Shoppers and Supermarkets Reducing Plastic Waste

When it comes to waste, grocery shopping is a major contributor to unnecessary plastic. It’s estimated that we can currently recycle a third of our landfill waste, but it would be more efficient not to produce it in the first place. With every Irish person generating over 60 kg of plastic a year and more than 60% of that waste coming from plastic packaging, there is an emphasis on cutting the amount of plastic used by stores in their products.

Making plastic-free products available to consumers hasn’t necessarily been an agenda for supermarkets, with calls being made for retailers to bring the prices of loose produce in line with packaged fruit and vegetables. Loose produce has been found to be almost twice as expensive in several Irish supermarkets. Many consumers are urged to support local greengrocers that are less likely to sell packaged products.

Despite the urge to be more environmentally conscious, making the greener decision is often weighed against a price difference. In contrast, by showing that you can save money, people are found to cooperate with schemes readily. This is reflected in the drop-off in use of plastic bags in Ireland following the introduction of a compulsory fee for purchasing plastic bags. On the introduction of a 5p charge in England in 2015, sales of plastic bags have dropped 90% in four years – taking an estimated 15 billion bags out of circulation.

In late July it was reported that supermarkets can face fines and risk being publicly named for creating excess waste or using plastic excessively. The news came following environment minister Richard Bruton stating that the higher waste fees would be introduced with the aim of getting carbon and plastic pledges from companies. A tougher stance will reportedly be taken on companies who take refuse to opt in to initiatives such as reducing plastic wrapping on fruit and vegetables, with Mr. Bruton stating that there will be fees and would “proceed, if necessary, by regulation.”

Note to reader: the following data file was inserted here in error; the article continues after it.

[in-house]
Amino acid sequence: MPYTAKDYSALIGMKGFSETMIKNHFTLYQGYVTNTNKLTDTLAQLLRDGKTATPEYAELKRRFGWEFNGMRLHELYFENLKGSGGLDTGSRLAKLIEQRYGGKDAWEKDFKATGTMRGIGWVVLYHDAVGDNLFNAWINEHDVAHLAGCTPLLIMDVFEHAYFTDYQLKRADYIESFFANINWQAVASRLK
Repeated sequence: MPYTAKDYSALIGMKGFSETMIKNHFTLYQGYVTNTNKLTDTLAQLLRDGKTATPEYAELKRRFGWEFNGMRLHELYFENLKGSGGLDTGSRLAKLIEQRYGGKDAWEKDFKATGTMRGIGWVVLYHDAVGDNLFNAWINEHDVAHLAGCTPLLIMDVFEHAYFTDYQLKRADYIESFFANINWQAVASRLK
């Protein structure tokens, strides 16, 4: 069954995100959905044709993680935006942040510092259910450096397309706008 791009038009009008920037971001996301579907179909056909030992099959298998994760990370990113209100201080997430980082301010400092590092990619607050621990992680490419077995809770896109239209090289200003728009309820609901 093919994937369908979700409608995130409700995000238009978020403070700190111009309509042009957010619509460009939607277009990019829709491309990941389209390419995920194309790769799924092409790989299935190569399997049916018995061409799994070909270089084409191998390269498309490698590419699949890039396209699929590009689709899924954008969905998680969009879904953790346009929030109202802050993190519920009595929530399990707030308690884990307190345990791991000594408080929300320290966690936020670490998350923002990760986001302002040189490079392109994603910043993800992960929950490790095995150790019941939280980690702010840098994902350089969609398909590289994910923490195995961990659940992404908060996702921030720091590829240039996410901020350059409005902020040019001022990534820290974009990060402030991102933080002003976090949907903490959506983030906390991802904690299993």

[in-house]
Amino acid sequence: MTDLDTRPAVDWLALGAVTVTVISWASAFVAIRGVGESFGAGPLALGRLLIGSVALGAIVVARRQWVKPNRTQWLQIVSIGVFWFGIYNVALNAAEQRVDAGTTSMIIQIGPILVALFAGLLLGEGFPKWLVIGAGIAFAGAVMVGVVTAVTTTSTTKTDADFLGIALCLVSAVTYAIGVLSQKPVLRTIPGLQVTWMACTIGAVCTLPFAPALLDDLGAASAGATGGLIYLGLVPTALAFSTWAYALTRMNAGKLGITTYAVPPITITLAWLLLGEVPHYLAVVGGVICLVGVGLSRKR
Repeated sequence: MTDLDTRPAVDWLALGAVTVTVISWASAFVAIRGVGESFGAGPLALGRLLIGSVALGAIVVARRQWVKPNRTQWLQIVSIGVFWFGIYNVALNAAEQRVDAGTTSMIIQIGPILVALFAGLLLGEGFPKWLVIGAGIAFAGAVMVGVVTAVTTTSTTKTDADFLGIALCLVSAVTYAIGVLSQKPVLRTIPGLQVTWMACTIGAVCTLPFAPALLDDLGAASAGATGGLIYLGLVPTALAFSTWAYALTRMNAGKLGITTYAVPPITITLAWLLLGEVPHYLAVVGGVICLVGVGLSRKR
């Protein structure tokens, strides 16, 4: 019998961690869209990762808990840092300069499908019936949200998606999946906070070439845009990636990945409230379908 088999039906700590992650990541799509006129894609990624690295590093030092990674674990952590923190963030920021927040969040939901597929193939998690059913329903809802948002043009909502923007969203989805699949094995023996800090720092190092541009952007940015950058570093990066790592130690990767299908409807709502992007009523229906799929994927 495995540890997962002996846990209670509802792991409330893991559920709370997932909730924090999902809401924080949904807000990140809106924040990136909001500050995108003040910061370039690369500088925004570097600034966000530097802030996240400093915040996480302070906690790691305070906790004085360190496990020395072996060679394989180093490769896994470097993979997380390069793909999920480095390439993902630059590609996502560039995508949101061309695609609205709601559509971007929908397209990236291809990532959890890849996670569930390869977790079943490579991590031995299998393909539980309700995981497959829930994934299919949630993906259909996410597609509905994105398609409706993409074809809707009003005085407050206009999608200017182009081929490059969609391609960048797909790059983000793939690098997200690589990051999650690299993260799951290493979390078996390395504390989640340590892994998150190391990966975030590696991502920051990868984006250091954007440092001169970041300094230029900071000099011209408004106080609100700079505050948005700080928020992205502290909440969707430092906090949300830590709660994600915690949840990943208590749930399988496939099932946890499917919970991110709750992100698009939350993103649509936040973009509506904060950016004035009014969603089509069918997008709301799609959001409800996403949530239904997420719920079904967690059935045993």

Supervalu currently lead their competitors in acknowledging consumer demand for reduced waste, having recently swapped all plastic bags with biodegradable alternatives, hoping to take 2.5 million bags out of circulation within a year. It follows on from their introduction of a variety of biodegradable plastics in the chain and they will be trialling loose coffee, spices and cheeses among other items in the coming months. Lidl currently offer in-store recycling stations, Tesco aim to eliminate hard-to-recycle materials by the end of this year and Aldi aim to ensure a 50% reduction in plastic packaging by 2025.

Despite policymakers encouraging such initiatives, however, it has been noted that an ultimate driving force in bringing about the necessary change is a mass shift in consumer habits and attitudes. The colloquial “Attenborough Effect” is one such method, credited with causing a reduction in peoples use of plastic following the demonstration of marine plastic pollution in the Blue Planet II series. Following the series, a large shift was observed in consumers attitude toward plastic, with half of interviewed UK consumers actively cutting their single-use plastic habit in the last year. Zero-waste chef Anne-Marie Bonneau has succinctly said that instead of a few people making massive changes, we need millions of people making smaller ones.

1:  S. McNeice, Calls for supermarkets to bring price of loose fruit & veg in line with packaged items,, (accessed 19 August 2019).

2:  J. McEnroe, Supermarkets face fines for excess plastic waste,, (accessed 19 August 2019).

3:  K. O’Sullivan, SuperValu to ditch plastic in favour of compostable shopping bags,, (accessed 19 August 2019).

4:  D. Hickey, ‘We can do better on Waste’,, (accessed 19 August 2019).

5:  K. Donaghy, ‘It’s just people selling you stuff you don’t need’,, (accessed 19 August 2019).

6:  WI, Report: Sustainable Packaging in 2019,, (accessed 20 August 2019).

Image Credit:  Australia Has Cut Its Plastic Bag Use By 80 Percent In Just 3 Months,, (accessed 19 August 2019).

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